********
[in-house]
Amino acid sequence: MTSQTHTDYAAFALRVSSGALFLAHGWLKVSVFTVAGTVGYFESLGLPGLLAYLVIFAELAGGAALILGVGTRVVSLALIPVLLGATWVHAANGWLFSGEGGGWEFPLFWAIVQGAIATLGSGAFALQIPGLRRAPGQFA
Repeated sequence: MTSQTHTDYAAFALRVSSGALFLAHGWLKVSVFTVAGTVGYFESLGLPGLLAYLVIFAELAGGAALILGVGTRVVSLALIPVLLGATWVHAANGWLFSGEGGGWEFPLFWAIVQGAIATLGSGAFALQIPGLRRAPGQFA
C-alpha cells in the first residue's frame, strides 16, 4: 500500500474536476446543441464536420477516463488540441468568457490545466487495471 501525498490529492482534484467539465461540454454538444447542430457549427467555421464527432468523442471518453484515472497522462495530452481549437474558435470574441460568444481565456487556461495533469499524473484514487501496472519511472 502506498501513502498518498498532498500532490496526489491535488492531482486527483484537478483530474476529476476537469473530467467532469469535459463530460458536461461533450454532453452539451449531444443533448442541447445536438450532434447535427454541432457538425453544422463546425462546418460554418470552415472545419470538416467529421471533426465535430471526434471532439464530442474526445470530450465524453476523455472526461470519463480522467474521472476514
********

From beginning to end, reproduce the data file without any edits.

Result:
[in-house]
Amino acid sequence: MTSQTHTDYAAFALRVSSGALFLAHGWLKVSVFTVAGTVGYFESLGLPGLLAYLVIFAELAGGAALILGVGTRVVSLALIPVLLGATWVHAANGWLFSGEGGGWEFPLFWAIVQGAIATLGSGAFALQIPGLRRAPGQFA
Repeated sequence: MTSQTHTDYAAFALRVSSGALFLAHGWLKVSVFTVAGTVGYFESLGLPGLLAYLVIFAELAGGAALILGVGTRVVSLALIPVLLGATWVHAANGWLFSGEGGGWEFPLFWAIVQGAIATLGSGAFALQIPGLRRAPGQFA
C-alpha cells in the first residue's frame, strides 16, 4: 500500500474536476446543441464536420477516463488540441468568457490545466487495471 501525498490529492482534484467539465461540454454538444447542430457549427467555421464527432468523442471518453484515472497522462495530452481549437474558435470574441460568444481565456487556461495533469499524473484514487501496472519511472 502506498501513502498518498498532498500532490496526489491535488492531482486527483484537478483530474476529476476537469473530467467532469469535459463530460458536461461533450454532453452539451449531444443533448442541447445536438450532434447535427454541432457538425453544422463546425462546418460554418470552415472545419470538416467529421471533426465535430471526434471532439464530442474526445470530450465524453476523455472526461470519463480522467474521472476514